Democratic Representative Henry A. Waxman of California, regarded by many to be one of the most successful and prolific congressmen in recent history, has announced his retirement will take place when Congress closes this session.
Saying that forty years has passed very quickly, the 74-year-old representative said that while he was very satisfied with many of the accomplishment made in Congress, there was still more to be done. Waxman said that it is time for him to move on while he and his family are still in good health.
Inside his office suite in the Rayburn building is a collection of pens used by every Chief Executive since President Carter. Each pen was used to sign legislative bills that Waxman helped to draft. Included among those documents were laws making safer, more nutritious formula for infants, bringing low-priced generic drugs into the market place, allowing for cleaner air, and providing medical services for those suffering from AIDS. Waxman also helped to draft legislation that would reform and modernize the United States Postal Service and was a key player in passing the Affordable Health Care Act.
The longtime Congressman is quick to point out that every bill he ever helped pass into law, with the exception of the Affordable Health Care Act, had support on both sides of Congress. He says that Republicans should have supported the Affordable Health Care Act and only refused to do so to keep from handing a victory to President Obama. He says the law was based on ideas that originally came from Republicans.
Waxman was known to be incredibly aggressive in his position on the House Committee on Oversight and Government Reform. He took the lead on investigations into steroid use by professional sports players, marketing methods in the tobacco industry, the 2008 Wall Street collapse, and the flawed information used for justification of the war in Iraq.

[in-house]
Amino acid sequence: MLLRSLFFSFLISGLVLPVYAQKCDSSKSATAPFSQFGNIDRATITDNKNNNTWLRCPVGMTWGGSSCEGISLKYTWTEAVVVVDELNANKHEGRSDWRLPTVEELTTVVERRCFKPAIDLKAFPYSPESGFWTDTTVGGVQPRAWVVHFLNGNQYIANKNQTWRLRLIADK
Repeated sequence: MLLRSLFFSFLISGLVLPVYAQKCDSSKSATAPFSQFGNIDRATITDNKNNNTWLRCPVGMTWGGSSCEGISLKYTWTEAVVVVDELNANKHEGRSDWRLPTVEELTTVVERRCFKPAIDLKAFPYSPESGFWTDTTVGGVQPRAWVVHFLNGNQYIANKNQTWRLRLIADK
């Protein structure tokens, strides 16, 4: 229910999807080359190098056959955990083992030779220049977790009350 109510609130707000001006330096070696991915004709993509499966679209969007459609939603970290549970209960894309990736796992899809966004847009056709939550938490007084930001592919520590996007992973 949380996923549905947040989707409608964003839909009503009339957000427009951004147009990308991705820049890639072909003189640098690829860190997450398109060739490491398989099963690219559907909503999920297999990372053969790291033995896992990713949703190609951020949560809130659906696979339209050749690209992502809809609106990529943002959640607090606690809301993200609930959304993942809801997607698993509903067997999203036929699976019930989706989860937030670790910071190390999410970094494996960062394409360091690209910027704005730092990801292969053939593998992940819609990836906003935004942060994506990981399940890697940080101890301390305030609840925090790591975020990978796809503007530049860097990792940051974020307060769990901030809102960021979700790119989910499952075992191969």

Waxman was insistent that his decision to leave Congress was not due to any frustration over the current political climate in Washington, D.C. He also said that his departure did not have anything to do with the speculation by many political pundits that Democrats will lose control of the House in the midterm elections later this year.
With the retirement of Waxman and another California congressman, George Miller, comes the end of an era. Miller announced his plans for retirement recently as well. Both men are the last two House Democrats currently serving that came out of the group elected in 1974, a few short months after the resignation of President Richard M. Nixon. That particular group of Congressmen were said at the time to be a reform minded group that would transform Washington. In their first years in office, they unseated three committee chairmen from their own party who were resistant to making any changes. They also helped in the passage of laws designed to give more authority to Congress on both national security and domestic issues.
In 1980, the political influence swung back toward the Republicans with the election of Ronald Reagan. However, Waxman still found ways to aid in the expansion of programs such as Medicaid and Medicare even while Reagan was acting against social programs and cutting taxes.
One noted congressional scholar said that many of Waxman’s crowning political achievements came during the Reagan era. Waxman has been said to be one who knows how to negotiate and get the things his constituents need, even when serving under a President from the opposing party. His retirement comes after 20 terms in Congress.
By Rick Hope